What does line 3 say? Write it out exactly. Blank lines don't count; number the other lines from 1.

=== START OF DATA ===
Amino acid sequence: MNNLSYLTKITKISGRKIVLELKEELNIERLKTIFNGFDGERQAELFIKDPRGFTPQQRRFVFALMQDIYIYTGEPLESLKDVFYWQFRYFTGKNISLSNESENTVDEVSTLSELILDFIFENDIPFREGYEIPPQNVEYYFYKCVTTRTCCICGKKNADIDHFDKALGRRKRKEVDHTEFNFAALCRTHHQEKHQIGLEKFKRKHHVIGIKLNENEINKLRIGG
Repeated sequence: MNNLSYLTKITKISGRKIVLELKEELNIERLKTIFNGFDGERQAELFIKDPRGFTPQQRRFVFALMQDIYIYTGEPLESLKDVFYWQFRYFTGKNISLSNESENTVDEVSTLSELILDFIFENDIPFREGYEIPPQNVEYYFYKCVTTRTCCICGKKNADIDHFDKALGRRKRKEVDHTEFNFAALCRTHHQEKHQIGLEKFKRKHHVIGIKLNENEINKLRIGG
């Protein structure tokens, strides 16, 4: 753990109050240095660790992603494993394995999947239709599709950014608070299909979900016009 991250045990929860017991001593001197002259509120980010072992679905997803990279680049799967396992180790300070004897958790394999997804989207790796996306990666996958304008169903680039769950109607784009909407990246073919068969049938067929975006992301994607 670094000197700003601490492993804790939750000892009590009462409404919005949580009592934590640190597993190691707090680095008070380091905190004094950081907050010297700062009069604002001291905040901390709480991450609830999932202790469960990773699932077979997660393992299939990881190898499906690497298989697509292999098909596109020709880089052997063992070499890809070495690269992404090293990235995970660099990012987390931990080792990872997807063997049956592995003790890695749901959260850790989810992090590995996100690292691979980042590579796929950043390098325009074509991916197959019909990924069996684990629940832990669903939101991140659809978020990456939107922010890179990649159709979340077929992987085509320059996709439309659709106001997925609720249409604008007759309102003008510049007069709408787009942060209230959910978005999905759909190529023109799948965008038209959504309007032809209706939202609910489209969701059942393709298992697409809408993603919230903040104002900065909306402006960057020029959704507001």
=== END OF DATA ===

């Protein structure tokens, strides 16, 4: 753990109050240095660790992603494993394995999947239709599709950014608070299909979900016009 991250045990929860017991001593001197002259509120980010072992679905997803990279680049799967396992180790300070004897958790394999997804989207790796996306990666996958304008169903680039769950109607784009909407990246073919068969049938067929975006992301994607 670094000197700003601490492993804790939750000892009590009462409404919005949580009592934590640190597993190691707090680095008070380091905190004094950081907050010297700062009069604002001291905040901390709480991450609830999932202790469960990773699932077979997660393992299939990881190898499906690497298989697509292999098909596109020709880089052997063992070499890809070495690269992404090293990235995970660099990012987390931990080792990872997807063997049956592995003790890695749901959260850790989810992090590995996100690292691979980042590579796929950043390098325009074509991916197959019909990924069996684990629940832990669903939101991140659809978020990456939107922010890179990649159709979340077929992987085509320059996709439309659709106001997925609720249409604008007759309102003008510049007069709408787009942060209230959910978005999905759909190529023109799948965008038209959504309007032809209706939202609910489209969701059942393709298992697409809408993603919230903040104002900065909306402006960057020029959704507001």